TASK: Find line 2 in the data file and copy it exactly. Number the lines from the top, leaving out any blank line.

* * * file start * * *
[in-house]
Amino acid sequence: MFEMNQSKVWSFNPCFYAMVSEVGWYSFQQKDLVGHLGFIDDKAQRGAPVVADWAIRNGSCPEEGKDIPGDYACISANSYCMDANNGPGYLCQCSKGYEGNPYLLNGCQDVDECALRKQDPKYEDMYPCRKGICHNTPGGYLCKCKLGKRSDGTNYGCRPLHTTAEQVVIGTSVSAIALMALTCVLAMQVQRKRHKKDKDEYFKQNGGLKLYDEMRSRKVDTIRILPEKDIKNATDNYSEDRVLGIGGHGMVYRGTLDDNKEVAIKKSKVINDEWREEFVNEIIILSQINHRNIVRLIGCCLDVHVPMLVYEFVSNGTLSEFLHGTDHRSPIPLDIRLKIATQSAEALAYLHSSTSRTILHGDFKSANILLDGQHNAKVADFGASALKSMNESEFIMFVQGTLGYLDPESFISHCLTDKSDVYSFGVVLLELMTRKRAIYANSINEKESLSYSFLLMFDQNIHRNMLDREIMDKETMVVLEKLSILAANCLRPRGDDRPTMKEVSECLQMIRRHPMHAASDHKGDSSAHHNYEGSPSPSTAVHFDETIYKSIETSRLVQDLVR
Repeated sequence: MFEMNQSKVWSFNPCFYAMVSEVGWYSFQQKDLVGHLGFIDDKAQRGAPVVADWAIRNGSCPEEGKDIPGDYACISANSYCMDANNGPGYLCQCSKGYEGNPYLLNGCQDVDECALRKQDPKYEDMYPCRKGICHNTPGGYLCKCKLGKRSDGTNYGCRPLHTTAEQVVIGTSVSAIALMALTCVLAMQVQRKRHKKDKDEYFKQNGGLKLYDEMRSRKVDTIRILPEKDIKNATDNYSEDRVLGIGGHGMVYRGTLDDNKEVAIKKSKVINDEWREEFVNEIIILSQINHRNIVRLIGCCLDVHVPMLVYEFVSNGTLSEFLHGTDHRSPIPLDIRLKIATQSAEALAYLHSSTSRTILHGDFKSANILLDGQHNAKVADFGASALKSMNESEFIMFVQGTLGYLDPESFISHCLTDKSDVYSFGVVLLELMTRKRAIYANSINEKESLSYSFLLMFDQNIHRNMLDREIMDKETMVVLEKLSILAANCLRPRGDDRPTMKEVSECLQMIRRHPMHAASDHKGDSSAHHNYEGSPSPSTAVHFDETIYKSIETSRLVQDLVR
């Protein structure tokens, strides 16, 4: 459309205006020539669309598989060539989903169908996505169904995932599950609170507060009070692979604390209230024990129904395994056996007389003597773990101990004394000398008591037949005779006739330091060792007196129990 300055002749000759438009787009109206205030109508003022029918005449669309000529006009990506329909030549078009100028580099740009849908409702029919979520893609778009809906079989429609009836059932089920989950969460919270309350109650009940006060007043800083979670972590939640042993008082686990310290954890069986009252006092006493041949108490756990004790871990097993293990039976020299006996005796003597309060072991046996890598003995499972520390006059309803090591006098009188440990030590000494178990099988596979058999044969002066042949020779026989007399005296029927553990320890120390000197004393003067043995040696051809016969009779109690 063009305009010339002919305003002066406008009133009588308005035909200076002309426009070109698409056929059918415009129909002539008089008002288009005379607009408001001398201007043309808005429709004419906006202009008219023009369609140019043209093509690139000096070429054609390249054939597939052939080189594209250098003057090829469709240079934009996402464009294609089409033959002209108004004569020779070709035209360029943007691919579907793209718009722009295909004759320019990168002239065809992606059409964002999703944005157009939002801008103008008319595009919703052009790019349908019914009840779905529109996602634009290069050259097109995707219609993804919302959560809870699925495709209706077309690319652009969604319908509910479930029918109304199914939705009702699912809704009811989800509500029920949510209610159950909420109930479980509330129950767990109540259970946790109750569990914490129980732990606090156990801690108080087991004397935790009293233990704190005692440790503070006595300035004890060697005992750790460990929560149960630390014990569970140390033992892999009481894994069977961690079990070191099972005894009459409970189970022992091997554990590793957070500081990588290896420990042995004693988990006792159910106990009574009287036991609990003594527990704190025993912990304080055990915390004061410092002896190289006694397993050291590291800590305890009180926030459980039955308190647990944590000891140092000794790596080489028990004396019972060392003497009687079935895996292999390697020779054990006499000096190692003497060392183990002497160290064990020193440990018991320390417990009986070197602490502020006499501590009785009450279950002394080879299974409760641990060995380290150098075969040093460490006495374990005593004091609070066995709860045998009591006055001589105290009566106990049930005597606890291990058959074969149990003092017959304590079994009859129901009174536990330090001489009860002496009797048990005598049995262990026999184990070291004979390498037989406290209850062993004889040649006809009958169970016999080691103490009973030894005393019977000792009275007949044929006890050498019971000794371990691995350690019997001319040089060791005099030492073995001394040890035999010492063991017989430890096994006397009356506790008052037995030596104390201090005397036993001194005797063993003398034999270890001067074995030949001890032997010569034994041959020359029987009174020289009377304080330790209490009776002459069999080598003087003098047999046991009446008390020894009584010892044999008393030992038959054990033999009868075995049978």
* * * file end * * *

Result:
Amino acid sequence: MFEMNQSKVWSFNPCFYAMVSEVGWYSFQQKDLVGHLGFIDDKAQRGAPVVADWAIRNGSCPEEGKDIPGDYACISANSYCMDANNGPGYLCQCSKGYEGNPYLLNGCQDVDECALRKQDPKYEDMYPCRKGICHNTPGGYLCKCKLGKRSDGTNYGCRPLHTTAEQVVIGTSVSAIALMALTCVLAMQVQRKRHKKDKDEYFKQNGGLKLYDEMRSRKVDTIRILPEKDIKNATDNYSEDRVLGIGGHGMVYRGTLDDNKEVAIKKSKVINDEWREEFVNEIIILSQINHRNIVRLIGCCLDVHVPMLVYEFVSNGTLSEFLHGTDHRSPIPLDIRLKIATQSAEALAYLHSSTSRTILHGDFKSANILLDGQHNAKVADFGASALKSMNESEFIMFVQGTLGYLDPESFISHCLTDKSDVYSFGVVLLELMTRKRAIYANSINEKESLSYSFLLMFDQNIHRNMLDREIMDKETMVVLEKLSILAANCLRPRGDDRPTMKEVSECLQMIRRHPMHAASDHKGDSSAHHNYEGSPSPSTAVHFDETIYKSIETSRLVQDLVR